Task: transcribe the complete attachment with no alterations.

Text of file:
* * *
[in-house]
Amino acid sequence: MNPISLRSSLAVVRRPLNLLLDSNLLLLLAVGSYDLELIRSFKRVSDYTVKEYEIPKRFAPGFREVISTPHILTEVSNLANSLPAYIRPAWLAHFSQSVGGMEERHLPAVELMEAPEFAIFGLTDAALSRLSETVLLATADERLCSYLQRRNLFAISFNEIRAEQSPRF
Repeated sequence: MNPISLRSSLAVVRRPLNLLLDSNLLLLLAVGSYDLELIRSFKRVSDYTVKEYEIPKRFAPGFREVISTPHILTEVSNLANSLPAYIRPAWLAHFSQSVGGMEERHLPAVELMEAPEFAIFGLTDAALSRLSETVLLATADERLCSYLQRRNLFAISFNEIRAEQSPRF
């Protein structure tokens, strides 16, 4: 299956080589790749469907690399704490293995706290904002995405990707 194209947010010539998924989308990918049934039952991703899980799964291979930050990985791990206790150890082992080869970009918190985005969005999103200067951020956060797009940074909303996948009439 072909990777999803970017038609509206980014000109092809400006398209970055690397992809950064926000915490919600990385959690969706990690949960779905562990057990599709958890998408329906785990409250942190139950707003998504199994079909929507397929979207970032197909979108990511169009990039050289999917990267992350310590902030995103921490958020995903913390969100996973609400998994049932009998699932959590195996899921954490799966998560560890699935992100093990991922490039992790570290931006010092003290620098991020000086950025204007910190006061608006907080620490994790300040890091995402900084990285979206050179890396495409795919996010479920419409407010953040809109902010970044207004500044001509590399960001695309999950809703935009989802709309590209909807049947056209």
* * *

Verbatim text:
[in-house]
Amino acid sequence: MNPISLRSSLAVVRRPLNLLLDSNLLLLLAVGSYDLELIRSFKRVSDYTVKEYEIPKRFAPGFREVISTPHILTEVSNLANSLPAYIRPAWLAHFSQSVGGMEERHLPAVELMEAPEFAIFGLTDAALSRLSETVLLATADERLCSYLQRRNLFAISFNEIRAEQSPRF
Repeated sequence: MNPISLRSSLAVVRRPLNLLLDSNLLLLLAVGSYDLELIRSFKRVSDYTVKEYEIPKRFAPGFREVISTPHILTEVSNLANSLPAYIRPAWLAHFSQSVGGMEERHLPAVELMEAPEFAIFGLTDAALSRLSETVLLATADERLCSYLQRRNLFAISFNEIRAEQSPRF
């Protein structure tokens, strides 16, 4: 299956080589790749469907690399704490293995706290904002995405990707 194209947010010539998924989308990918049934039952991703899980799964291979930050990985791990206790150890082992080869970009918190985005969005999103200067951020956060797009940074909303996948009439 072909990777999803970017038609509206980014000109092809400006398209970055690397992809950064926000915490919600990385959690969706990690949960779905562990057990599709958890998408329906785990409250942190139950707003998504199994079909929507397929979207970032197909979108990511169009990039050289999917990267992350310590902030995103921490958020995903913390969100996973609400998994049932009998699932959590195996899921954490799966998560560890699935992100093990991922490039992790570290931006010092003290620098991020000086950025204007910190006061608006907080620490994790300040890091995402900084990285979206050179890396495409795919996010479920419409407010953040809109902010970044207004500044001509590399960001695309999950809703935009989802709309590209909807049947056209």